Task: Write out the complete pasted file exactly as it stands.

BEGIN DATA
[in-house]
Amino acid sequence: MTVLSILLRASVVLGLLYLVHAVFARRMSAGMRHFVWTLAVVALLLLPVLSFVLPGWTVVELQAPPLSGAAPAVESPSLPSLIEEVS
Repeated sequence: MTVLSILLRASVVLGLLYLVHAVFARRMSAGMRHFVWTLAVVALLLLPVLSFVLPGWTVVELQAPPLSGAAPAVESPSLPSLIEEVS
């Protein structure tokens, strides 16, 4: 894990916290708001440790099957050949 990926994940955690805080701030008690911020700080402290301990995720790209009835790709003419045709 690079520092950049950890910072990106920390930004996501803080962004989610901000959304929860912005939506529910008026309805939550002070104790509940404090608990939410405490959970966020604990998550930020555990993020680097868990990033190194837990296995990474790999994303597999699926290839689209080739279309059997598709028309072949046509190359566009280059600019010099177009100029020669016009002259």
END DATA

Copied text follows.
[in-house]
Amino acid sequence: MTVLSILLRASVVLGLLYLVHAVFARRMSAGMRHFVWTLAVVALLLLPVLSFVLPGWTVVELQAPPLSGAAPAVESPSLPSLIEEVS
Repeated sequence: MTVLSILLRASVVLGLLYLVHAVFARRMSAGMRHFVWTLAVVALLLLPVLSFVLPGWTVVELQAPPLSGAAPAVESPSLPSLIEEVS
């Protein structure tokens, strides 16, 4: 894990916290708001440790099957050949 990926994940955690805080701030008690911020700080402290301990995720790209009835790709003419045709 690079520092950049950890910072990106920390930004996501803080962004989610901000959304929860912005939506529910008026309805939550002070104790509940404090608990939410405490959970966020604990998550930020555990993020680097868990990033190194837990296995990474790999994303597999699926290839689209080739279309059997598709028309072949046509190359566009280059600019010099177009100029020669016009002259």